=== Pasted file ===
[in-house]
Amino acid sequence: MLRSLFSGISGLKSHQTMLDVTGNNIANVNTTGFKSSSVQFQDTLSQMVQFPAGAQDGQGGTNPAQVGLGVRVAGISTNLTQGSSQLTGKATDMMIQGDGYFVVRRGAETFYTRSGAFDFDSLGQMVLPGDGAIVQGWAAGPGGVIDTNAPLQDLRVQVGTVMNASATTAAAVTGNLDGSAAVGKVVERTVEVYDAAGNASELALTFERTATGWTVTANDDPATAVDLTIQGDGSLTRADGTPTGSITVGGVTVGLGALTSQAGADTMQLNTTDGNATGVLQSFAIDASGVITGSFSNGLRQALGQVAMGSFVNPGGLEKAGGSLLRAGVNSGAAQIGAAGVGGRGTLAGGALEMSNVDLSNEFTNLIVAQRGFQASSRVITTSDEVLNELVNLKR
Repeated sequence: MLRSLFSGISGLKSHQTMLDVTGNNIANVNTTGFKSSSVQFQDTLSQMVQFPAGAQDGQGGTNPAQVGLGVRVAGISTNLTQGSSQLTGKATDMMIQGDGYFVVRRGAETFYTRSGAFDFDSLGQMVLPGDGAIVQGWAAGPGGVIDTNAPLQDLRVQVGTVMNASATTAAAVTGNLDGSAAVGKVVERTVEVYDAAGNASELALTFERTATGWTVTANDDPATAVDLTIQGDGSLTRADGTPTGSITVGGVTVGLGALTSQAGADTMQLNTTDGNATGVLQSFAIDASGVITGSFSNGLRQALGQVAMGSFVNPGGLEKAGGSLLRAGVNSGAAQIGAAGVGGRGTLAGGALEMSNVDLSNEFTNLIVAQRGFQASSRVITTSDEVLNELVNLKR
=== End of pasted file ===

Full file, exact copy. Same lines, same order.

[in-house]
Amino acid sequence: MLRSLFSGISGLKSHQTMLDVTGNNIANVNTTGFKSSSVQFQDTLSQMVQFPAGAQDGQGGTNPAQVGLGVRVAGISTNLTQGSSQLTGKATDMMIQGDGYFVVRRGAETFYTRSGAFDFDSLGQMVLPGDGAIVQGWAAGPGGVIDTNAPLQDLRVQVGTVMNASATTAAAVTGNLDGSAAVGKVVERTVEVYDAAGNASELALTFERTATGWTVTANDDPATAVDLTIQGDGSLTRADGTPTGSITVGGVTVGLGALTSQAGADTMQLNTTDGNATGVLQSFAIDASGVITGSFSNGLRQALGQVAMGSFVNPGGLEKAGGSLLRAGVNSGAAQIGAAGVGGRGTLAGGALEMSNVDLSNEFTNLIVAQRGFQASSRVITTSDEVLNELVNLKR
Repeated sequence: MLRSLFSGISGLKSHQTMLDVTGNNIANVNTTGFKSSSVQFQDTLSQMVQFPAGAQDGQGGTNPAQVGLGVRVAGISTNLTQGSSQLTGKATDMMIQGDGYFVVRRGAETFYTRSGAFDFDSLGQMVLPGDGAIVQGWAAGPGGVIDTNAPLQDLRVQVGTVMNASATTAAAVTGNLDGSAAVGKVVERTVEVYDAAGNASELALTFERTATGWTVTANDDPATAVDLTIQGDGSLTRADGTPTGSITVGGVTVGLGALTSQAGADTMQLNTTDGNATGVLQSFAIDASGVITGSFSNGLRQALGQVAMGSFVNPGGLEKAGGSLLRAGVNSGAAQIGAAGVGGRGTLAGGALEMSNVDLSNEFTNLIVAQRGFQASSRVITTSDEVLNELVNLKR